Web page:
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Spasmodic Dysphonia

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by Cresse M

(SD; Adductor Laryngeal Breathing Dystonia (ABLD); Adductor Spasmodic Dysphonia; Abductor Spasmodic Dysphonia; Dysphonia, Episodic Laryngeal Dyskinesia; Laryngeal Dystonia; Spastic Dysphonia)

 

Risk Factors

Factors that may increase your chance of developing SD include:
 

Diagnosis

You will be asked about your symptoms and medical history. A physical exam will be done.
Images may be taken of your bodily structures. This can be done with:
You may be referred to a team of specialists, including:
  • Neurologist—to evaluate your brain function
  • Speech pathologist—to evaluate your speech and how it’s produced
  • Otolaryngologist—to evaluate your vocal cords
 

RESOURCES

American Speech-Language-Hearing Association
http://www.asha.org

National Spasmodic Dysphonia Association
http://www.dysphonia.org

 

CANADIAN RESOURCES

Ontario Association for Speech-Language Pathologists and Audiologists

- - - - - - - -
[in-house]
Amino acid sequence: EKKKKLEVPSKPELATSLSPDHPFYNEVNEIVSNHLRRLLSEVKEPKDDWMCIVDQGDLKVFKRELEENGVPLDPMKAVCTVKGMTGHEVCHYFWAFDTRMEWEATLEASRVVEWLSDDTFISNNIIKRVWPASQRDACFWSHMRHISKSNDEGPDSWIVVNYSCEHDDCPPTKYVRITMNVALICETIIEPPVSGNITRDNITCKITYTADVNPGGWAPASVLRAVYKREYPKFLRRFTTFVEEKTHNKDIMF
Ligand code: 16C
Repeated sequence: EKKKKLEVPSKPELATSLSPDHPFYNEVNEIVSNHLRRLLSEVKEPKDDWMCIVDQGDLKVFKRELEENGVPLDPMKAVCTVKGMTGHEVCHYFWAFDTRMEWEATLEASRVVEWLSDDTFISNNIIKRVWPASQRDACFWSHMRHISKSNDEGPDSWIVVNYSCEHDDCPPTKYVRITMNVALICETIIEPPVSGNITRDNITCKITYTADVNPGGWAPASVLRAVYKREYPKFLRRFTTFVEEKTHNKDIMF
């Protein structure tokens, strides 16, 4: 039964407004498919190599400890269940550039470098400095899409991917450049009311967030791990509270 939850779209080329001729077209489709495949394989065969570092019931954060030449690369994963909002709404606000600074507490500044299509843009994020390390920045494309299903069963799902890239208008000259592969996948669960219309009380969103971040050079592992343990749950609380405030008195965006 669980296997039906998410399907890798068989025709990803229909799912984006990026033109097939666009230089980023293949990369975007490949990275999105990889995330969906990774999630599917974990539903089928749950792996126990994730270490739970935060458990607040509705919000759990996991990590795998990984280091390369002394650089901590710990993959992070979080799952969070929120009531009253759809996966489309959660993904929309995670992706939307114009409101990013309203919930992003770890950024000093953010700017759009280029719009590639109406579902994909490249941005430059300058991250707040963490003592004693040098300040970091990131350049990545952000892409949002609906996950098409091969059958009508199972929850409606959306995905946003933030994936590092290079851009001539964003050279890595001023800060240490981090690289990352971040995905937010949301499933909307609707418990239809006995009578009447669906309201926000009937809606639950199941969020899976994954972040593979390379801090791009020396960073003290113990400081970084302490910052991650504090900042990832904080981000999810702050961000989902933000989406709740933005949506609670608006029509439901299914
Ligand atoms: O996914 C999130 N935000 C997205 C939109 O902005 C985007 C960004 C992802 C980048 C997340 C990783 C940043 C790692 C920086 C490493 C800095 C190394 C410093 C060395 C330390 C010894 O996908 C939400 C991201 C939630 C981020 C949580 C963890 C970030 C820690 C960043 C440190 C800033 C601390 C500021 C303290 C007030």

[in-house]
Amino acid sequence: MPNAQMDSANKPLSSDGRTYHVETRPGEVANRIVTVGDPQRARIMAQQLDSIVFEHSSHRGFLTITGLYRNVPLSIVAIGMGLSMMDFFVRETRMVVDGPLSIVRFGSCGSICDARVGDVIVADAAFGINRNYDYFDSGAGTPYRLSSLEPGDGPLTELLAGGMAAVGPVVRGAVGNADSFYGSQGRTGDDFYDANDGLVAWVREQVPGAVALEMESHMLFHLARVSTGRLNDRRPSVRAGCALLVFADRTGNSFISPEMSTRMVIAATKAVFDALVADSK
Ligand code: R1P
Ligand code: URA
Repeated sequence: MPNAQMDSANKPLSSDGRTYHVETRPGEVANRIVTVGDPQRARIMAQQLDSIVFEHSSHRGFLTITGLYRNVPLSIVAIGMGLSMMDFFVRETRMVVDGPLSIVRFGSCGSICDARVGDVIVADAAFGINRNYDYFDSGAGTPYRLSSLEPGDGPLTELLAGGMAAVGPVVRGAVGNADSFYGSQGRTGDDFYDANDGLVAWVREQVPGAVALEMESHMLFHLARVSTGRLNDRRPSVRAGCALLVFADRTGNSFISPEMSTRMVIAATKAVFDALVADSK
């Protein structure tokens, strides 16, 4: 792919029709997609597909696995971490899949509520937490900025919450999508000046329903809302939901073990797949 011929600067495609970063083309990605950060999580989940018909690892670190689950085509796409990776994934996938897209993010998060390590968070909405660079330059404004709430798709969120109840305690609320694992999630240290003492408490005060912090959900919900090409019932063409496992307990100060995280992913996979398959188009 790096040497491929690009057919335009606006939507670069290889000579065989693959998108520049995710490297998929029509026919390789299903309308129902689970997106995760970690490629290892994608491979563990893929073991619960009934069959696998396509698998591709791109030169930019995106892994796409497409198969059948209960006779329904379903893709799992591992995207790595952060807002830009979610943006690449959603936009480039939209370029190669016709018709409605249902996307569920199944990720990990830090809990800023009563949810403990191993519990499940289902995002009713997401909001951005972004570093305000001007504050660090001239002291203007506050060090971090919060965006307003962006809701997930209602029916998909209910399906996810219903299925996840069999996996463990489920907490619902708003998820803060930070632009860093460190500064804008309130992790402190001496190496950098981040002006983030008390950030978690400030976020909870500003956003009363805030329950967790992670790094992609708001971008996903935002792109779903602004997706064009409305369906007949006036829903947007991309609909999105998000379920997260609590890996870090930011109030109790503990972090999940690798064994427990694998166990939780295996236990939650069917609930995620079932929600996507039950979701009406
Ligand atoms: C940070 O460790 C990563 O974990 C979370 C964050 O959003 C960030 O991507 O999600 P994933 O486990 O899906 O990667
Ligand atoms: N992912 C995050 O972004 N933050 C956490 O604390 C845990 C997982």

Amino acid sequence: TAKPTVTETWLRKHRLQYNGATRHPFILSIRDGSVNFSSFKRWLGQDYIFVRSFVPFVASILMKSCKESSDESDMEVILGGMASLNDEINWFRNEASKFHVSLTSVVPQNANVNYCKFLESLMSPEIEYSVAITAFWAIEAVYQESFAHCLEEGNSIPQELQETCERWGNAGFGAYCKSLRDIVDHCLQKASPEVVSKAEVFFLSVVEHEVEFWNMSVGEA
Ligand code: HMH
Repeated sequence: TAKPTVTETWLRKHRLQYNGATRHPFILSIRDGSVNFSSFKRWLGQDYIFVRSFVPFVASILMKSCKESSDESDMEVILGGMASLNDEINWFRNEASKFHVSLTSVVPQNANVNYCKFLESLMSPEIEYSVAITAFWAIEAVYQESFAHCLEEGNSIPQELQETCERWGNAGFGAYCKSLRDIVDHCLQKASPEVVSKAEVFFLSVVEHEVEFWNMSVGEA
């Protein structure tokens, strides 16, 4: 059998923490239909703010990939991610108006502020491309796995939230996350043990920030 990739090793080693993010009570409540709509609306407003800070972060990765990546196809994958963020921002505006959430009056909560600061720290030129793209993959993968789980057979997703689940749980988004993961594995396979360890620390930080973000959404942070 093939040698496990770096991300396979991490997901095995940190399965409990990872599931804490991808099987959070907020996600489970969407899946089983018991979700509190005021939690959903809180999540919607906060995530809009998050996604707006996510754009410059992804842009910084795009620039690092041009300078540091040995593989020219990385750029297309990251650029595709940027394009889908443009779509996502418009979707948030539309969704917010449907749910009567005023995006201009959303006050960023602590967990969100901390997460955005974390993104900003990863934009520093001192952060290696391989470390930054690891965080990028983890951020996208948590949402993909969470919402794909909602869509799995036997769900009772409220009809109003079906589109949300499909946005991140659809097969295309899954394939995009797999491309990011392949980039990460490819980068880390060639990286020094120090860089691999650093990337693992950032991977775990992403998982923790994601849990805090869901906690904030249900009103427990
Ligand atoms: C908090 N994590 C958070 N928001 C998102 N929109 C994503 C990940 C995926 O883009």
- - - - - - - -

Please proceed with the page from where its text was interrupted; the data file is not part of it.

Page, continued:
http://www.osla.on.ca

Speech-Language & Audiology Canada
http://www.caslpa.ca

 

References


Daniilidou, P, Carding P, Wilson, J, Drinnan, M, Deary, V. Cognitive behavioral therapy for functional dysphonia. Annals of Otology, Rhinology & Laryngology. 2007;116:717-722.


Diagnosis. National Spasmodic Dysphonia Association website. Available at: http://www.dysphonia.org/diagnosis.php. Accessed February 17, 2014.


Rosow DE, Parikh P, et al. Considerations for initial dosing of botulinum toxin in treatment of adductor spasmodic dysphonia. Otolaryngol Head Neck Surg. 2013; 148(6):1003-6.


Spasmodic dysphonia. American Speech-Language-Hearing Association website. Available at: http://www.asha.org/public/speech/disorders/SpasmodicDysphonia.htm. Accessed February 17, 2014.


Spasmodic dysphonia. National Institute on Deafness and Other Communicative Disorders website. Available at: http://www.nidcd.nih.gov/health/voice/Pages/spasdysp.aspx. Updated October 2010. Accessed February 17, 2014.

 

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